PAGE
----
Racism or Patriotism - The NAACP vs. the Tea Party Movement

Is the NAACP playing the race card in their resolution?

This is an issue that has been all over the news in recent weeks.

It has also been quite the controversy concerning the National Association for the Advancement of Colored People and their portrayal of the the Tea Party Movement, which was formed as a backlash to the economic policies and reforms of President Barack Obama, as racists.

On the surface, the fact that the followers of this movement are mostly made up of conservative whites has led to the NAACP being convinced that they are out to get Obama because they can't accept an African American in the White House, and that this vitriol would not be as intense if he were of Anglo-Saxon descent. 

I'm not surprised at the tea party's reaction to the NAACP's resolution charging them with having "racist elements" and linking them to white supremacist groups. For most Caucasians in America today, being called a racial bigot is the most hurtful thing one can say, no doubt due to the fact that it invokes images of the Ku Klux Klan burning crosses, "Whites Only" signs covering everything from bathrooms to water fountains, and civil rights workers being abused and killed in the South.

I understand that conservatives such as Tea Party Express leader Mark Williams, who was recently removed from his post due to a racially insensitive letter that he wrote, feel that the NAACP is unnecessarily playing the race card in response to the movement's animosity over what they feel are the socialist economic policies that Obama is trying to push through Congress. However...

It's also my conviction that these tea partiers, along with conservative Anglos everywhere, don't understand.

They don't understand that under the policies of right-wing Republicans, African Americans - as well as the poor and other people of color - suffered under the "trickle down" economics that rewarded the wealthy businessmen and big corporations while exuding an attitude of "To hell with the poor!" and espousing a view of "Why should blacks get special treatment?!"

They don't understand that just because the "Whites Only" signs are gone and the n-word is now seen as vile hate speech, along with the fact that African American teenagers no longer have to attend school under armed protection, doesn't mean that there aren't whites who regard blacks as inferior.

They don't understand that there are plenty of Caucasians of European descent with conservative views who wouldn't think of donning white sheets or torturing people of color in the street, yet feel the same way as the folks who do those things, who feel that they are superior to anyone who is black (or Latino) because of skin color and culture.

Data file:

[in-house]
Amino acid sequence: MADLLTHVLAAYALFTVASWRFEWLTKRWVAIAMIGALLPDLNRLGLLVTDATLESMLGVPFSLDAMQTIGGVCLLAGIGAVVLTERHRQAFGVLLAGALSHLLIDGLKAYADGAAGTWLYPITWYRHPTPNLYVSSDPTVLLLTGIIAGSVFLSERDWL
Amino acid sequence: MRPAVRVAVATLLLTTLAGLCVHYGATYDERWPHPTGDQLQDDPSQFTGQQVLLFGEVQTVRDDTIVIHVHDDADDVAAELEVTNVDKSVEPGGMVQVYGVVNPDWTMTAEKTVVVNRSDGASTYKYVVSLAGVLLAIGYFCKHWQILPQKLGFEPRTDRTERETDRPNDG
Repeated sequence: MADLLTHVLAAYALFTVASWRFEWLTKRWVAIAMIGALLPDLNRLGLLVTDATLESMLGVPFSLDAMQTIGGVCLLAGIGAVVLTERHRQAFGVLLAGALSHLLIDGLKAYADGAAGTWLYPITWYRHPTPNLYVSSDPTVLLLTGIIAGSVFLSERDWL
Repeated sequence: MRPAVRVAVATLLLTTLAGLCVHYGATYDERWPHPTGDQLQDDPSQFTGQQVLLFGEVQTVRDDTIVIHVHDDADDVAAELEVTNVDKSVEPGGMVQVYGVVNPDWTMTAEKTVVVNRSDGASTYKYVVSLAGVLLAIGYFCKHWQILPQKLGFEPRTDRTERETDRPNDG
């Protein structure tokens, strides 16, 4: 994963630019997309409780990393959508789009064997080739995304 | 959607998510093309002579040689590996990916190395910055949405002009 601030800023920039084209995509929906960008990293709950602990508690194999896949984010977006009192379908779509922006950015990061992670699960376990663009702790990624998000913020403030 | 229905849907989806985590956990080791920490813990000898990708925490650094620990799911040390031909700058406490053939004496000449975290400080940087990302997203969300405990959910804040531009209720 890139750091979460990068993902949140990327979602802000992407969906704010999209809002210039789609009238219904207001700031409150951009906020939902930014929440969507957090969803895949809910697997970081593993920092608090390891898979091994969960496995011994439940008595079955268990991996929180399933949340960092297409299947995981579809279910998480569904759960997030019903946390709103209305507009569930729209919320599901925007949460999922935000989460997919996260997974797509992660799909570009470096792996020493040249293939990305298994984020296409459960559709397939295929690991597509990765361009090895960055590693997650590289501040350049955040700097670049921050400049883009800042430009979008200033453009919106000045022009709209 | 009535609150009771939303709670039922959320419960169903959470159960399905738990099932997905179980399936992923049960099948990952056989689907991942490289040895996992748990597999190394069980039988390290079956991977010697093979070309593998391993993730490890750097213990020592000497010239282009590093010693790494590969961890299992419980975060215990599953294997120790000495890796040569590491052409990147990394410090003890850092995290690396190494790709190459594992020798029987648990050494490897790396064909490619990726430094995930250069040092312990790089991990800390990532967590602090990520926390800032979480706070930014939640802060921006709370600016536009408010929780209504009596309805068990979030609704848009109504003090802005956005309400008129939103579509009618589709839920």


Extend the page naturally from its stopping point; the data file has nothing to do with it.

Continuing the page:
Most of all, conservative whites in the tea party - and elsewhere - seem to refuse to understand that despite popular opinion, socialism does not mean denial of human rights and basic freedoms that characterize places like Cuba and North Korea. According to none other than the Bible, which white conservatives hold so dear to their hearts, socialism is based on the notion of "All who believed were together and had all things in common; and they sold their possessions and goods and distributed them to all, as any had need." (Acts, 2:44-45)

In short, socialism is based on the concept of economic equality and the assurance that no one is left wanting or in poverty, rather than totalitarian oppression. Except for Native Americans, no group of people have suffered more under the capitalist mindset that this tea party loves so than blacks of African descent.

In my opinion, that's why the NAACP sees the tea party movement as racists - not because they are blatant bigots in the style of the KKK, but because their preferred capitalist and free enterprise policies have hurt black people as a whole and have kept them as an underclass in American society, with relatively few exceptions.

I'm sure that this flagship civil rights organization, which was founded in 1906, has wondered why the overwhelming majority of tea partiers are white. As an African American male, I would certainly ask that question if I ever encountered one of them.

I'd also suggest to the particpants of this movement that they need to take a long, hard look at themselves and answer this:

If President Obama were white, would there be a such backlash against him? In fact, would there even be a tea party at all?

And if race is playing no factor in all of this (as they claim), then why are most of the tea party's followers white?

Although I speculate that many of these people would say yes to the first two questions, that skin color has played no part in their campaign whatsoever, I cannot help but to think that for at least some whites involved, the answer would be no, that if Obama were white there wouldn't be such a backlash as this.

Even if they are too ashamed to admit it to themselves.

There is one thing that I know: This is definitely an issue that will take a long time to resolve.

 

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